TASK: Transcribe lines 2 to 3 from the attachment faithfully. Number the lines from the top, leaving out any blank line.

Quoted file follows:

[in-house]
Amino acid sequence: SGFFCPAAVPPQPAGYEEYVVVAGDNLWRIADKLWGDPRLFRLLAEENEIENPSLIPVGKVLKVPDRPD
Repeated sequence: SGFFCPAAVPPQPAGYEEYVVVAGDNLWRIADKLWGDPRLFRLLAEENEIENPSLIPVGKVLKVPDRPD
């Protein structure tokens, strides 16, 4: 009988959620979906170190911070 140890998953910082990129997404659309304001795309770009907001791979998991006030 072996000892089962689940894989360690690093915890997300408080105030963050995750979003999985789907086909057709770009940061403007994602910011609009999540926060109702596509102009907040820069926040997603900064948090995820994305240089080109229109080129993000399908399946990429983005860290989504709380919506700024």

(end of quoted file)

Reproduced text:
Amino acid sequence: SGFFCPAAVPPQPAGYEEYVVVAGDNLWRIADKLWGDPRLFRLLAEENEIENPSLIPVGKVLKVPDRPD
Repeated sequence: SGFFCPAAVPPQPAGYEEYVVVAGDNLWRIADKLWGDPRLFRLLAEENEIENPSLIPVGKVLKVPDRPD